Jim Diers / Asset-Based Community Development

Gui Auditorium / Knowlton Hall
September 17, 2014 - 5:30pm


Jim Diers will present the lecture "The Role of Professionals and Agencies in the Global Community-Building Movement" in Knowlton Hall’s Gui Auditorium at 5:30 p.m. on Wednesday, September 17. The lecture is free and open to the public. Diers teaches courses in community organizing and development in the School of Social Work at the University of Washington where he connects university resources with community initiatives. As a member of the faculty for the Asset-Based Community Development Institute, Diers lectures and conducts workshops throughout North America and beyond.

Diers has been working with hundreds of places in 15 countries throughout the world. Increasingly, he is observing that crises related to the economy, democracy, climate change and more are causing residents and agencies to rediscover the value of community. In this lcture, Diers will use global stories to illustrate the unique power of community to care for one another and the earth; contribute to health, safety and resilience; create great places; sustain the local economy; and advance social justice. Diers will draw on his 14-year experience as the founding director of Seattle’s Department of Neighborhoods to explain the paradigm shifts that agencies must make in order to be effective partners with the community. He will describe how government and other agencies are making similar shifts in other countries. Finally, he will talk about the role of professionals of all types in supporting the community-building movement.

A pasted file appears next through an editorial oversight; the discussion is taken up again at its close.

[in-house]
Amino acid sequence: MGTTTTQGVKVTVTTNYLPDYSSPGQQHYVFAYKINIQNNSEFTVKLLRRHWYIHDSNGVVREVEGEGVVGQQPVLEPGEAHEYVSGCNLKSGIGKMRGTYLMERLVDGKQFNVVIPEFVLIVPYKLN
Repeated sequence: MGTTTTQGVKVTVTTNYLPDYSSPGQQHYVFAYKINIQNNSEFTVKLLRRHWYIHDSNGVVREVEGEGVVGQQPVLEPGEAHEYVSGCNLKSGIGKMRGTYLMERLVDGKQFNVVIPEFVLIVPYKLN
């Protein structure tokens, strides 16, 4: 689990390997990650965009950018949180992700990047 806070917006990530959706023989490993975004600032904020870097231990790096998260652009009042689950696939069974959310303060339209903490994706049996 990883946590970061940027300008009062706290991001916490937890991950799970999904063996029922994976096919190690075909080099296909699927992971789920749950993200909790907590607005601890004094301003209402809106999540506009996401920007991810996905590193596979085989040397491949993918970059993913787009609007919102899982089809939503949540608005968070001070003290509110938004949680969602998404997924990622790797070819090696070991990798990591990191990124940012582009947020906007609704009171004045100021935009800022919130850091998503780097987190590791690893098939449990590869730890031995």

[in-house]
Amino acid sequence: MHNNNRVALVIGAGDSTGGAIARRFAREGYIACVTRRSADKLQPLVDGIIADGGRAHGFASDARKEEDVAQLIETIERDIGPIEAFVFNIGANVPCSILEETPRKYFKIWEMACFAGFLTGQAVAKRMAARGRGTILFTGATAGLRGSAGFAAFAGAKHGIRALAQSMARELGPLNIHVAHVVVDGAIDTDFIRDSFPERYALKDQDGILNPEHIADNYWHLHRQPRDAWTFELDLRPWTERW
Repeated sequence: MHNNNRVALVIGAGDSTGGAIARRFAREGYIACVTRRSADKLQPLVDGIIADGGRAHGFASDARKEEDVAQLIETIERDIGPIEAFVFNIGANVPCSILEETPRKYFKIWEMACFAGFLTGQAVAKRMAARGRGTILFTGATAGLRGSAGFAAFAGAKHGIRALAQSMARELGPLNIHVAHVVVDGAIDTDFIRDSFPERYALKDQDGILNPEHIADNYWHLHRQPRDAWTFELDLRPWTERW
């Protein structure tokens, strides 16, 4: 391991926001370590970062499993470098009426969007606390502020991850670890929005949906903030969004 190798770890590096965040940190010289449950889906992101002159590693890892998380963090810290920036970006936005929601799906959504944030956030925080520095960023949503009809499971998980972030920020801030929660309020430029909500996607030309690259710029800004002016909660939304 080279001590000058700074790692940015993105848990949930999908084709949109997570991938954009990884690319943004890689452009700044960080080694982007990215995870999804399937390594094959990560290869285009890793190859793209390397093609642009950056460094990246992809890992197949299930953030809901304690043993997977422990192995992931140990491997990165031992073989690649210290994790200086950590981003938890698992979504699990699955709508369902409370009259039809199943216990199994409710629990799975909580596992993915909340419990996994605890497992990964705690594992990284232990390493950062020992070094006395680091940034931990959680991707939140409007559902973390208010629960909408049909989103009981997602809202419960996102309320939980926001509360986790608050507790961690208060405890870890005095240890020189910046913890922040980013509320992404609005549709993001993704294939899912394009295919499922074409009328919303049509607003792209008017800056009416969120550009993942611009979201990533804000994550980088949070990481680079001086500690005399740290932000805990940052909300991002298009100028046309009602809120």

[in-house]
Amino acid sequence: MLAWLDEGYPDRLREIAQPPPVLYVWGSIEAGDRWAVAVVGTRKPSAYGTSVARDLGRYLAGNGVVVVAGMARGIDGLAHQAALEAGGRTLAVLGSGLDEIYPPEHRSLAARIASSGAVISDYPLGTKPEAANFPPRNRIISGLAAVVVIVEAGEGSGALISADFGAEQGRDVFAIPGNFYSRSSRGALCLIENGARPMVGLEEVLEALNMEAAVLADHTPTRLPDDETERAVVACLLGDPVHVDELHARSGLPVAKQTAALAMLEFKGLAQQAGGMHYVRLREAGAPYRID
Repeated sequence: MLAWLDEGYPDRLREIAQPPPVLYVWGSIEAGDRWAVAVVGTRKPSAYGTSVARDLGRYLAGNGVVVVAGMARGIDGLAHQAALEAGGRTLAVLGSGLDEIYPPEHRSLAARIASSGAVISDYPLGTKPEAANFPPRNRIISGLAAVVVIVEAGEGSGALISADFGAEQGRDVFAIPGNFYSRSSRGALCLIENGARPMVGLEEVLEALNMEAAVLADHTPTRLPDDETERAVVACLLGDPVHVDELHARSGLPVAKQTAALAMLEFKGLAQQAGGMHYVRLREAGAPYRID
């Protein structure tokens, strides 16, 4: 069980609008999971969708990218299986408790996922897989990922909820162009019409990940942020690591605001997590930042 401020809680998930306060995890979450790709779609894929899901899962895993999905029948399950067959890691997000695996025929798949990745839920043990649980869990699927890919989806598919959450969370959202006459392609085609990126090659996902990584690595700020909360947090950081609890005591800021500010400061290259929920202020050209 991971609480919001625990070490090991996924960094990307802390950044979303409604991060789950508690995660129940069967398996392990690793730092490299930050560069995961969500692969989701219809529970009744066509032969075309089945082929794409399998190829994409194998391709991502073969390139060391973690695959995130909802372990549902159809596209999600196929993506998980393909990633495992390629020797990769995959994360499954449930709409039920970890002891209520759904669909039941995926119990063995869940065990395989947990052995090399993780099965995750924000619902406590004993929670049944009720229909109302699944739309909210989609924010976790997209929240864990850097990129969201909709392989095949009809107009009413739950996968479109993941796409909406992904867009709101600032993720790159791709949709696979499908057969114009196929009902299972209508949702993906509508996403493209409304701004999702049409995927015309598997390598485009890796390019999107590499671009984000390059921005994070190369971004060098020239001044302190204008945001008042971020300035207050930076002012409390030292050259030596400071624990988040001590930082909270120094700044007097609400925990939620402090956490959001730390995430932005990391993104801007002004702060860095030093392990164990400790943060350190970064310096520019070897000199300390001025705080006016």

Diers’ has a passion for participatory democracy. Since moving to Seattle in 1976, he put that passion to work for an Alinsky-style community organization, a community development corporation, a community foundation and Group Health Cooperative. He was appointed the first director of Seattle’s Department of Neighborhoods in 1988 where he served for 14 years under three mayors.

Diers received a BA and an honorary doctorate from Grinnell College. His work in the Department of Neighborhoods was recognized with an Innovations Award from the Kennedy School of Government, a Full Inclusion Award from the American Association on Mental Retardation and the Public Employee of the Year Award from the Municipal League of King County. Diers’ book, Neighbor Power: Building Community the Seattle Way, is available through the University of Washington Press. More information can be found on his website: www.neighborpower.org.